I did not sleep well that first night.
The next morning I awaken, unmurdered.
Morning, with sunlight and birds singing and a fresh wind in the palm trees outside the windows of my bedroom. The house, seen in daylight, is large and airy. A two-story, cement block affair, with tile floors and furnishings from the 1950s. In the kitchen are dishes marked “Made in Occupied Japan”.
And outside the front door, a clean white sand beach running straight east and west, and the flat blue expanse of the Gulf of Mexico losing itself on the horizon under huge, towering white cumulus clouds that fill the sky and arch over me and lose themselves in the palm trees behind the house.
Wanting breakfast, I walk toward the town and see that the house I am staying in, and those nearby on the beach -- now boarded up -- are part of a line of comfortable and well-built homes that stretch along the beach, standing between the ocean and a disordered cluster of poorer homes with plank doors and unglazed windows that comprise the village of Chicxulub Puerto.
At a little store I bought beer and coffee, bananas, bread and cocoa, and walked back to my house for breakfast. On the way I met Alberto, who is principal of the grade school and invites me to come visit his class.
I sat alone at the long dining room table over breakfast of coffee and bananas and sweet bread, and thought how strange it was to find myself, just one day from my blustery northern home, here in this large house, with a tropical paradise outside my front door and third world poverty at my back fence.
Exploring the house I found in the downstairs bath a spider the size of a Japanese automobile. I decide the downstairs bath can be his. In the kitchen I found a large and diffident cockroach who, when I discover him, pretends that he isn’t there. I call him “Charlie” and we will have amusing, if one-sided, conversations in the days that follow when we run into each other in the kitchen. Somehow it seems that sharing the house with an insect and an arachnid is better than being here all by myself.
As Tiberio said he would be by at three to connect the hot water, I wait around the house.
But Tiberio did not come at three, nor at four nor at all that day. Nor the next day. After all, this is Mexico. In the days that follow I see him around town and he waves and speaks and is quite cheerful, but does not stop by the house to connect the hot water or attend to the other needful things. I figure out the gas by myself. The water heater is a peculiarly incomprehensible piece of equipment, but if I shower in the heat of the day I have no problem, and am probably more comfortable for doing so. On the sixth day he appears, as cheerful as ever, and turns on the hot water. I give him a beer to ease the strain of his labor.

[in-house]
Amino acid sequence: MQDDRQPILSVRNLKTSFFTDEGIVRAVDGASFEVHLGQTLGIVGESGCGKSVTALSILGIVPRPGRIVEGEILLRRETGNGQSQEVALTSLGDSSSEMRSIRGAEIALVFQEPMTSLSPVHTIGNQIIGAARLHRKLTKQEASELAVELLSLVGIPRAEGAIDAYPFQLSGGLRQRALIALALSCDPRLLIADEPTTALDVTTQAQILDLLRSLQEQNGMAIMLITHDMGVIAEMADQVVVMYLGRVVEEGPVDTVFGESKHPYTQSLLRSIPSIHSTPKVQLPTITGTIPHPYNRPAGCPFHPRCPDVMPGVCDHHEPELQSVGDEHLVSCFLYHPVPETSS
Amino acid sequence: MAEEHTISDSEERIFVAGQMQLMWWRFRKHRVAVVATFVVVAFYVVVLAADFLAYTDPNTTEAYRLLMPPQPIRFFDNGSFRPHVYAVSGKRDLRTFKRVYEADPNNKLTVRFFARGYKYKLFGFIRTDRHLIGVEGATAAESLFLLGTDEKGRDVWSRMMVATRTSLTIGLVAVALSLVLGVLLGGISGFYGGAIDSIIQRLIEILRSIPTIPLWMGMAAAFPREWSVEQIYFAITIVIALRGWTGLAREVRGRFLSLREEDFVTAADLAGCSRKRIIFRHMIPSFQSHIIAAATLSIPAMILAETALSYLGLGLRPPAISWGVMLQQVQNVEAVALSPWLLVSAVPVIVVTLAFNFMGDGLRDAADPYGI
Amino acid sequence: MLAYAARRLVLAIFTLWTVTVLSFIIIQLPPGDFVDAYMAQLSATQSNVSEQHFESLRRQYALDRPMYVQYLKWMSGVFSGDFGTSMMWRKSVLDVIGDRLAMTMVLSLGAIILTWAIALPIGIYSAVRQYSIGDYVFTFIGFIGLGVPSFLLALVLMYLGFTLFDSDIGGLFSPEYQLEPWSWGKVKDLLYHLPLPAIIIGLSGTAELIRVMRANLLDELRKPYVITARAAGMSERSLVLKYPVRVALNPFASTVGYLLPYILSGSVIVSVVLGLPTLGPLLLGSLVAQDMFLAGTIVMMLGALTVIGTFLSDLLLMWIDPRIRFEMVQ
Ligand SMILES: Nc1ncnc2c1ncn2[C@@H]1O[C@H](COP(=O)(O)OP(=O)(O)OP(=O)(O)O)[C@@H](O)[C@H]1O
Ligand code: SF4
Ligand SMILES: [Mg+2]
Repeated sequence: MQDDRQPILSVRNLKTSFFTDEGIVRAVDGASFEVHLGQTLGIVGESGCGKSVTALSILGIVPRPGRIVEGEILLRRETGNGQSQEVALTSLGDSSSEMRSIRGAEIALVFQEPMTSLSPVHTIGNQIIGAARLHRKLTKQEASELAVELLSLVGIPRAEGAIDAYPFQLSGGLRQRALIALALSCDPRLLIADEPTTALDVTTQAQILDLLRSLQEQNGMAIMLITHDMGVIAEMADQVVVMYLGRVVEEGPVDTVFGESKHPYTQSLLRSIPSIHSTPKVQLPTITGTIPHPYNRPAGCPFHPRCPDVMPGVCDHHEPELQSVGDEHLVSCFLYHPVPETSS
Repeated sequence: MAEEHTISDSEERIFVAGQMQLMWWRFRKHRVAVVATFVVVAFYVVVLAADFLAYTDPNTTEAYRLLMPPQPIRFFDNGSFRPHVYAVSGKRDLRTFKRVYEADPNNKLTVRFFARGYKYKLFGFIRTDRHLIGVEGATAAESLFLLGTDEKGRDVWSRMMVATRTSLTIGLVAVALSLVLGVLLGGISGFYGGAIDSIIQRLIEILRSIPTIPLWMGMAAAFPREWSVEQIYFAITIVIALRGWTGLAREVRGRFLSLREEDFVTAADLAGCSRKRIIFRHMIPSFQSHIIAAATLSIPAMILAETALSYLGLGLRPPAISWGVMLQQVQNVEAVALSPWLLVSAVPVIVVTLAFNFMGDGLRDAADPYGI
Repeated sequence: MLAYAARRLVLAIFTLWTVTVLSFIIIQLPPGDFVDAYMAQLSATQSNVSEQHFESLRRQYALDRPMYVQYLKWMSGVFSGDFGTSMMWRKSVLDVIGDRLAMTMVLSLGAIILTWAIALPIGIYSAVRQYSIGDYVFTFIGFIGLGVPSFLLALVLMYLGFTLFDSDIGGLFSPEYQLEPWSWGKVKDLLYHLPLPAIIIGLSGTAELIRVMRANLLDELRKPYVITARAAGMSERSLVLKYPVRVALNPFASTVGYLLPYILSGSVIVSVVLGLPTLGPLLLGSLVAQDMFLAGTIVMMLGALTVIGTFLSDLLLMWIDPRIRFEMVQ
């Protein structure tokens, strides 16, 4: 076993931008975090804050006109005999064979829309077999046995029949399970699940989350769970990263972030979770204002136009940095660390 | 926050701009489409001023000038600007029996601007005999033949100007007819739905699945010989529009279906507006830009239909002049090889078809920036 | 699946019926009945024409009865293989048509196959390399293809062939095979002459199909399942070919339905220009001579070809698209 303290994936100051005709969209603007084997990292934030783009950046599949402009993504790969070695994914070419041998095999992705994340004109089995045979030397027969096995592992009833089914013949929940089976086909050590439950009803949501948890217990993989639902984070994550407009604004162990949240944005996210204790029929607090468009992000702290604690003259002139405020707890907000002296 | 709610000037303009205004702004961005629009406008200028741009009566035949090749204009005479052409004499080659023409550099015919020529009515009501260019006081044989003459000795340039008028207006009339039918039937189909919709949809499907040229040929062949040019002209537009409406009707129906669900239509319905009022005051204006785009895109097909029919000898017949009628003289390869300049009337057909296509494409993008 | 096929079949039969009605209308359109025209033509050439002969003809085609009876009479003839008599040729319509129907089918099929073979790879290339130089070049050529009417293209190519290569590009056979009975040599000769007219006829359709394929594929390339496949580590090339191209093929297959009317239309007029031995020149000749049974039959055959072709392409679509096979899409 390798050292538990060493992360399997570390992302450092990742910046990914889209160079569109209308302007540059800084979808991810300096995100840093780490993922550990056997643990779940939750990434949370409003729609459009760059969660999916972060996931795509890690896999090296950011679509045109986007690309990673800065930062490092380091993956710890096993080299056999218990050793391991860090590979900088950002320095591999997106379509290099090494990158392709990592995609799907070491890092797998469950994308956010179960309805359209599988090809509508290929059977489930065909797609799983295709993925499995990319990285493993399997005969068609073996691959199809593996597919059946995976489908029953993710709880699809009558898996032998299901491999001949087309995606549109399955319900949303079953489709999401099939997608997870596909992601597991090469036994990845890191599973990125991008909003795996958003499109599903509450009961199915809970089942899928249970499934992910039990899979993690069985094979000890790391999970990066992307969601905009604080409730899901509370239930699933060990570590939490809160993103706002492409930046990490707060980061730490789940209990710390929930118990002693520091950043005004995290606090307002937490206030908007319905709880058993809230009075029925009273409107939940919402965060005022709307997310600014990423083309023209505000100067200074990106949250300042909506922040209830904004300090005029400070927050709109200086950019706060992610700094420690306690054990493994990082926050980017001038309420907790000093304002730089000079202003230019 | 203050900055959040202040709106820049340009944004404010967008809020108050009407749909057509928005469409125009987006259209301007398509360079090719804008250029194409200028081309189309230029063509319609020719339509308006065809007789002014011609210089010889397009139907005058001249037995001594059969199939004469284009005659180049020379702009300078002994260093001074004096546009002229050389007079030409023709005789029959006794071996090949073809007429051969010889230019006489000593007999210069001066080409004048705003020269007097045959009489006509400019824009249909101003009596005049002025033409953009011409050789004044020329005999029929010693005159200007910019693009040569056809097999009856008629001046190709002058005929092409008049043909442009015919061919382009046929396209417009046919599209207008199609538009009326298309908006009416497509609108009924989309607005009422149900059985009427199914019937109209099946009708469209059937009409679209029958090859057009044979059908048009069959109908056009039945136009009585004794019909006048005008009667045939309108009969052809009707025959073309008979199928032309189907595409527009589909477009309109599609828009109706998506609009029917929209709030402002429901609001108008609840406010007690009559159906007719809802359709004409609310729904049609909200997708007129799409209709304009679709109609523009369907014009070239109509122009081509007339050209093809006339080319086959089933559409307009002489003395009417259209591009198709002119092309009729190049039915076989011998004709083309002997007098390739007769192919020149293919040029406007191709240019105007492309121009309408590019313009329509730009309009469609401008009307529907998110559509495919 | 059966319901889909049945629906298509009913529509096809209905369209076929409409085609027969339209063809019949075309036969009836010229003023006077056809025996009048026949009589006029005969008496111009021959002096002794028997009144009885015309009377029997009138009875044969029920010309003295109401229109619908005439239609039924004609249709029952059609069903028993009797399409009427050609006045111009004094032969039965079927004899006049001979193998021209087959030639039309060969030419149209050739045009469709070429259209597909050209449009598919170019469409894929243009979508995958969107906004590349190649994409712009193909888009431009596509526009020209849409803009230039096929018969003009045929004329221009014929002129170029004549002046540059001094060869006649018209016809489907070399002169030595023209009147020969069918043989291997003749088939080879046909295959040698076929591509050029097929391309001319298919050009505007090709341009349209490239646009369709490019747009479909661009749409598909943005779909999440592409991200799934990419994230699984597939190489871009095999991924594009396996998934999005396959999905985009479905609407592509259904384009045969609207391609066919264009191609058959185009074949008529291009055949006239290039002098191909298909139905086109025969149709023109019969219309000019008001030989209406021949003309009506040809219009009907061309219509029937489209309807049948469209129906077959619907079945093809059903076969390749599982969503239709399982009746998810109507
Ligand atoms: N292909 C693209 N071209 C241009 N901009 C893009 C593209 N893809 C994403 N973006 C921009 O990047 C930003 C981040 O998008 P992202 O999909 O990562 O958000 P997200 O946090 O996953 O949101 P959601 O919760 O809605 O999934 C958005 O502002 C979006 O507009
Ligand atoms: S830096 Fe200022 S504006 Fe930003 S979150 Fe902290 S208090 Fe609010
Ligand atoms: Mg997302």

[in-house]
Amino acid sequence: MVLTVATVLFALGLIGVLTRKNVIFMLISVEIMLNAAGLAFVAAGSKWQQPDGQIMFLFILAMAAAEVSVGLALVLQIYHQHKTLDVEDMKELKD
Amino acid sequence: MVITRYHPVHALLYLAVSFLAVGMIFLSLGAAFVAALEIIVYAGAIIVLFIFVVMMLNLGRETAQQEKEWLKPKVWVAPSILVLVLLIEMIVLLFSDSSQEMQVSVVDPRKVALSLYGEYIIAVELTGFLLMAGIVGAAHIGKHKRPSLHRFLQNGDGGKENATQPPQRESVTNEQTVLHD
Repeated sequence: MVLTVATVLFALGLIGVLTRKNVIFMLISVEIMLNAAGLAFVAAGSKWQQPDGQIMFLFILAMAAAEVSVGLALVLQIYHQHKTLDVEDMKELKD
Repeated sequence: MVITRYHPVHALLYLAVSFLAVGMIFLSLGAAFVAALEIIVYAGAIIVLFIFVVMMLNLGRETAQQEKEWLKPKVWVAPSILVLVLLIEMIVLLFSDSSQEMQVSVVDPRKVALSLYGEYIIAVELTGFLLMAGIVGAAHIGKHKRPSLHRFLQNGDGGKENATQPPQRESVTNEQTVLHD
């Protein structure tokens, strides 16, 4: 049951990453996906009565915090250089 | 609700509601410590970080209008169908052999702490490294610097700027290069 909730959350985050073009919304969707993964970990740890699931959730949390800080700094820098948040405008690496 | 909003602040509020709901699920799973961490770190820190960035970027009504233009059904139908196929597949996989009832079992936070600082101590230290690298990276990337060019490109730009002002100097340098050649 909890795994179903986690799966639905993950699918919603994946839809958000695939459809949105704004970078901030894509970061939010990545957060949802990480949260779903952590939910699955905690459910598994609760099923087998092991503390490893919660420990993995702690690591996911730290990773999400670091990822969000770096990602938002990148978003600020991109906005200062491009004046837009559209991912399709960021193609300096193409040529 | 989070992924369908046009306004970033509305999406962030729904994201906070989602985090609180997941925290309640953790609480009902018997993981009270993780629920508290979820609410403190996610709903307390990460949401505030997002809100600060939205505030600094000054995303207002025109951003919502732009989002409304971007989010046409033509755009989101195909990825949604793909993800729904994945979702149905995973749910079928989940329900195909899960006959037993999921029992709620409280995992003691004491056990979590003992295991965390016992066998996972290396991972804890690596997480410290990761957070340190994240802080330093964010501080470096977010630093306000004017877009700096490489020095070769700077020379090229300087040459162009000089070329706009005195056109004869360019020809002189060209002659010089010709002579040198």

Toward the end of my time there I would write what I remember as an hilarious letter describing my dealings with Charlie the Cockroach. Despite his gringo name he was authentic Mexican and we had many humorous encounters, some positively Feydeauesque. We exchanged a great deal of playful banter -- I supplying both sides of the conversation -- full of stage-Mexican dialogue and affectations -- in those days we all understood that ethnic humor was meant affectionately.
This was before I had met the love of my life and, as a consequence, cast my pearls heedlessly, and all this went into a letter to an acquaintance now long removed from my life and I kept no copy and my happy times with Charlie the Cockroach who lived in my kitchen in Chixulub Puerto are now probably lost forever.
I realize that if I actually had the text before me it might not be as hilarious as I recall, but this is how I choose to remember it.
Some days I walk along the beach. The sand is clean and white and the line of the surf runs straight and unbroken. Save for the occasional fisherman coming ashore in a small, bright-painted wooden boat, the beach is empty. To my left, ten or fifteen kilometers distant, is the long iron pier stretching out into the Gulf at the town of Progreso. To my right, the line of white sand and the edge of the sea and the shoulder of palms all come to an indistinct point where the world stops. Somehow, I always knew paradise would be boring.
I took a bus to the old colonial town of Mérida to spend a few days and found small, nice hotel with white walls and tile floors and large potted plants. It was in an old building being worked on at the moment and there were unprotected holes in the floor where you could look down through into its nicely appointed lobby, but as I did not think I would be roaming about in the dark, I was sure this would be no problem. At the hotel I learned that the following morning someone was driving out to the ruins at Uxmal, so I arranged to ride with him.
Plato & Aristotle in the Yucatán
He was a young, well-educated Mayan fellow and had been to the University and spoke good English. As we drove across the flat scrub country toward Uxmal he mentioned that his home was in a nearby village. I asked if it were true, as I had heard, that in the villages they still made sacrifices to Chac, the old rain god.
“Yes,” he said, a bit shamefacedly. “I suppose you would say that they were still pagans.”